Surge in school absences attributed to H1N1 virus

The H1N1 virus appears to be causing a slight increase in absences at Ashland schools, said Belinda Brown, the district's school nurse coordinator.

On Monday, 12 Walker Elementary School students stayed home because they had flu symptoms, a significant number, Superintendent Juli Di Chiro told the School Board that night.

Health officials believe most people with flu symptoms have the H1N1 virus, known as swine flu, because the seasonal flu isn't circulating yet, Brown said this morning.

"They're only testing hospitalized cases and deaths because everything's that's been identified has been the H1N1," she said. "They know it's here."

The increase in absences at Ashland schools is not yet large enough to become alarming, Brown said.

"We're not seeing a huge increase at this point," she said.

No school has seen as many absences as Walker did on Monday, she said.

Attendance secretaries are keeping a list of the number of students who stay home due to flu symptoms and the lists are reviewed daily by school officials, Brown said.

At Ashland High School, 15 students have been absent because of flu symptoms since school started a week ago today, said Callie Mercer, the attendance secretary.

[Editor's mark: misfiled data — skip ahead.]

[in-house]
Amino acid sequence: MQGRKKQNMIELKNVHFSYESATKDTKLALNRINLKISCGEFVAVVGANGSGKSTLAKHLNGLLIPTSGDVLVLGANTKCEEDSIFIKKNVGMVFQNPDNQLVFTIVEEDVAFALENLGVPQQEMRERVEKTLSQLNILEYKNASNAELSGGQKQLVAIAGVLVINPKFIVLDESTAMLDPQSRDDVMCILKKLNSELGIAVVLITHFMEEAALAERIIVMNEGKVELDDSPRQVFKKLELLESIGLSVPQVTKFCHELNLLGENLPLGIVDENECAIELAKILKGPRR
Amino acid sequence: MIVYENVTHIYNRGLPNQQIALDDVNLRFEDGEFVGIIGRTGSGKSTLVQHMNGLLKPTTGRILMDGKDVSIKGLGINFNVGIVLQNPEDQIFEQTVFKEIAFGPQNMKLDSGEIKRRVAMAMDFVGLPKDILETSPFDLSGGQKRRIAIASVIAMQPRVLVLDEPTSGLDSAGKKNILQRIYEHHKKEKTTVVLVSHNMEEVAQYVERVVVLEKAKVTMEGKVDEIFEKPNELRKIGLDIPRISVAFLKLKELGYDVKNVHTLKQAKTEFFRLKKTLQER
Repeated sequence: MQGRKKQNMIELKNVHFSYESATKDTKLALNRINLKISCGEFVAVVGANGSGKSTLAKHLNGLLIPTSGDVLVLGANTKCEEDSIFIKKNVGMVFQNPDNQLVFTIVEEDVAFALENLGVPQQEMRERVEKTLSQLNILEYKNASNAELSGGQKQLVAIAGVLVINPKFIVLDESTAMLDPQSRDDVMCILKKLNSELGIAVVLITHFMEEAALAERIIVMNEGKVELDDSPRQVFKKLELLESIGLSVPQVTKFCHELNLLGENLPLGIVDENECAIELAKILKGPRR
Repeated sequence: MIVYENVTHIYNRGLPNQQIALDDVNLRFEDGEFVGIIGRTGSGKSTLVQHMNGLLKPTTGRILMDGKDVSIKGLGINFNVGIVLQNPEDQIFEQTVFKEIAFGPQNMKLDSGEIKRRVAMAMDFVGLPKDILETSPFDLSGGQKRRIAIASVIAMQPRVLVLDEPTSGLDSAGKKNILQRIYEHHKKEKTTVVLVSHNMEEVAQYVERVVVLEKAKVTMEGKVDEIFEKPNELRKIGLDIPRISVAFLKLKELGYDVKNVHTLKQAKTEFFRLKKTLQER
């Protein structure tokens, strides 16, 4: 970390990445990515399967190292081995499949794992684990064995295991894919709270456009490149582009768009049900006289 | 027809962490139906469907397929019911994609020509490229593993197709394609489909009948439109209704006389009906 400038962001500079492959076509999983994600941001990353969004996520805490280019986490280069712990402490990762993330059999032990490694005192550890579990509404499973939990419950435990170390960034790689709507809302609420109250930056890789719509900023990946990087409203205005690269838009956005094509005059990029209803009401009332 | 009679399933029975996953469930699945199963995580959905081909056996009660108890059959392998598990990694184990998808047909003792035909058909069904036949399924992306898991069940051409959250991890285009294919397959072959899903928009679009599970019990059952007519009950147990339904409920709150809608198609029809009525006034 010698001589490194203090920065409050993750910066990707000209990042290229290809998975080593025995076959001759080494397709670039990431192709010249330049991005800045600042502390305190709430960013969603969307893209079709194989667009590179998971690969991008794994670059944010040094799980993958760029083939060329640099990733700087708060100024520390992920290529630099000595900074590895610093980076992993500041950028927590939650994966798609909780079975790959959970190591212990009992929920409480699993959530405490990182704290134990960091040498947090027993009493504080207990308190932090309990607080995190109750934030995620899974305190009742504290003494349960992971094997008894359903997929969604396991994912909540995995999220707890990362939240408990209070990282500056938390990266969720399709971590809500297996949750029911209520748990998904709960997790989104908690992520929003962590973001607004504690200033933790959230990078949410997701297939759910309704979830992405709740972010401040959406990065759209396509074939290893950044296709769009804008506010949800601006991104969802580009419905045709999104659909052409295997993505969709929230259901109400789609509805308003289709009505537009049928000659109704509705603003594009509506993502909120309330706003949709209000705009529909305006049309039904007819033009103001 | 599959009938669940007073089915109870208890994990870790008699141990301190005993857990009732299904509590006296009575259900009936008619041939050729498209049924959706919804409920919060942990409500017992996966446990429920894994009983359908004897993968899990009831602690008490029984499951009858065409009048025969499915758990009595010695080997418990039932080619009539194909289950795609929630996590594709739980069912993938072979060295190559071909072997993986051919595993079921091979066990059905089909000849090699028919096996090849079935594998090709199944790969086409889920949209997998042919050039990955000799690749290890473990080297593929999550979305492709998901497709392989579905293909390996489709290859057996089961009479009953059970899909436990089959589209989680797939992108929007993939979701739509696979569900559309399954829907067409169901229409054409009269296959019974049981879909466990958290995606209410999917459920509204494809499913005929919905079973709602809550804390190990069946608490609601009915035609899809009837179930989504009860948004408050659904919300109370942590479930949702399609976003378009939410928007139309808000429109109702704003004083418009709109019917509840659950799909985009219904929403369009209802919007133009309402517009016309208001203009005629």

Information on absences at other schools was not available this morning, Brown said.

The district is in stage one of its H1N1 response plan, Di Chiro said on Monday. The next stage might involve closing self-service salad bars and taking other preventative measures, she said.

Any students with 100-degree fevers or higher, or other flu symptoms, are being given a mask and asked to wait in an isolated area until their parents can pick them up. They must be fever-free for at least 24 hours before they return to school.

If parents suspect their children may be ill, they should have them stay home from school, Brown said.

"We appreciate parents being on top of this and partnering with us, because we're all in this together."

Contact Guzik at 482-3456 ext. 226 or

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